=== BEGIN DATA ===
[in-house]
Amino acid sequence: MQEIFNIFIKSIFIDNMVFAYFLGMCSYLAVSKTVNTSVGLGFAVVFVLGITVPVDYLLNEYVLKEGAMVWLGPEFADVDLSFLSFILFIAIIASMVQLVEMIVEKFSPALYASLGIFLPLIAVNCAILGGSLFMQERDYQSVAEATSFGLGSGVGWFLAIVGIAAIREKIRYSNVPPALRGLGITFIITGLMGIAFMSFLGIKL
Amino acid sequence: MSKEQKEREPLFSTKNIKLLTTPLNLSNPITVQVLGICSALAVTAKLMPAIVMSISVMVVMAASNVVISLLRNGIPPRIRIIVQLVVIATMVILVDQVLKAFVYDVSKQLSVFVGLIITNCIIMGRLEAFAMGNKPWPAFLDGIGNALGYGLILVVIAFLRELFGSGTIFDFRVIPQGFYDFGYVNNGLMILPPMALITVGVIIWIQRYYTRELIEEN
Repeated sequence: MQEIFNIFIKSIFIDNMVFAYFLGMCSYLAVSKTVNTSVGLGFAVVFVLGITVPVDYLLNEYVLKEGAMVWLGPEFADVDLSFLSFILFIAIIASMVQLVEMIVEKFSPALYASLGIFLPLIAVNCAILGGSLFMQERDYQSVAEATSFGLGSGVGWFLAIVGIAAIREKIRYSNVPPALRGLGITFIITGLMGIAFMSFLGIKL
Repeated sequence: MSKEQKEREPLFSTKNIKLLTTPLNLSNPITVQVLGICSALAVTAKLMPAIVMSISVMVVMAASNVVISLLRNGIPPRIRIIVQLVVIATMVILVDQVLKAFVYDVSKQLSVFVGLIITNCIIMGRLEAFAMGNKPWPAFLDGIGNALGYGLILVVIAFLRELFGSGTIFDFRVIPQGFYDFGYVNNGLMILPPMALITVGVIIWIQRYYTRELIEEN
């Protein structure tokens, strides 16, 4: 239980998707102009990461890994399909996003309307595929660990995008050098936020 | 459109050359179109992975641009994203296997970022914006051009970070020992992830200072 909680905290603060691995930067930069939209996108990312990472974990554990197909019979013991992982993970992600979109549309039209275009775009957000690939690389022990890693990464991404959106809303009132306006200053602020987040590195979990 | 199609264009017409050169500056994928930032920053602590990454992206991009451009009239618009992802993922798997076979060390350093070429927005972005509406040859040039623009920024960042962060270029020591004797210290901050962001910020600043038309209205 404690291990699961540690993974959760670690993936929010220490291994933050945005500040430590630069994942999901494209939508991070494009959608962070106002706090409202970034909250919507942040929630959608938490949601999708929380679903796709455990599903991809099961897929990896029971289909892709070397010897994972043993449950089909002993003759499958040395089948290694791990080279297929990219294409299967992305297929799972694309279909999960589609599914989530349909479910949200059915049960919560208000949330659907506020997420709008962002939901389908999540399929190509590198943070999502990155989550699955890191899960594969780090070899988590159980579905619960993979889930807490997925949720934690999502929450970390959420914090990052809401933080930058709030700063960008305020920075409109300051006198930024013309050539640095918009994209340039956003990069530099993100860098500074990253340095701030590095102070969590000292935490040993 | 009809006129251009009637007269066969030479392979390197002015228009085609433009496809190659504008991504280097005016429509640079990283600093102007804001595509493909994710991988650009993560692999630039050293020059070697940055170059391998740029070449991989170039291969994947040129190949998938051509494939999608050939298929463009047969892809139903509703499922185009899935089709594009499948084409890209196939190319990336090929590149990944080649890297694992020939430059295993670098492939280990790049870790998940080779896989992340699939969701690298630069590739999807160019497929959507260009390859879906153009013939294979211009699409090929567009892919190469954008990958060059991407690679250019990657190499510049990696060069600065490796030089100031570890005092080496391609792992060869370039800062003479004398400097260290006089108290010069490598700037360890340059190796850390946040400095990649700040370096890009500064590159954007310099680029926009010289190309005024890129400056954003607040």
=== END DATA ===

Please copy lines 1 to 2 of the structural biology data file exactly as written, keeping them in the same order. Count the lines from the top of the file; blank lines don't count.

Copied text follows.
[in-house]
Amino acid sequence: MQEIFNIFIKSIFIDNMVFAYFLGMCSYLAVSKTVNTSVGLGFAVVFVLGITVPVDYLLNEYVLKEGAMVWLGPEFADVDLSFLSFILFIAIIASMVQLVEMIVEKFSPALYASLGIFLPLIAVNCAILGGSLFMQERDYQSVAEATSFGLGSGVGWFLAIVGIAAIREKIRYSNVPPALRGLGITFIITGLMGIAFMSFLGIKL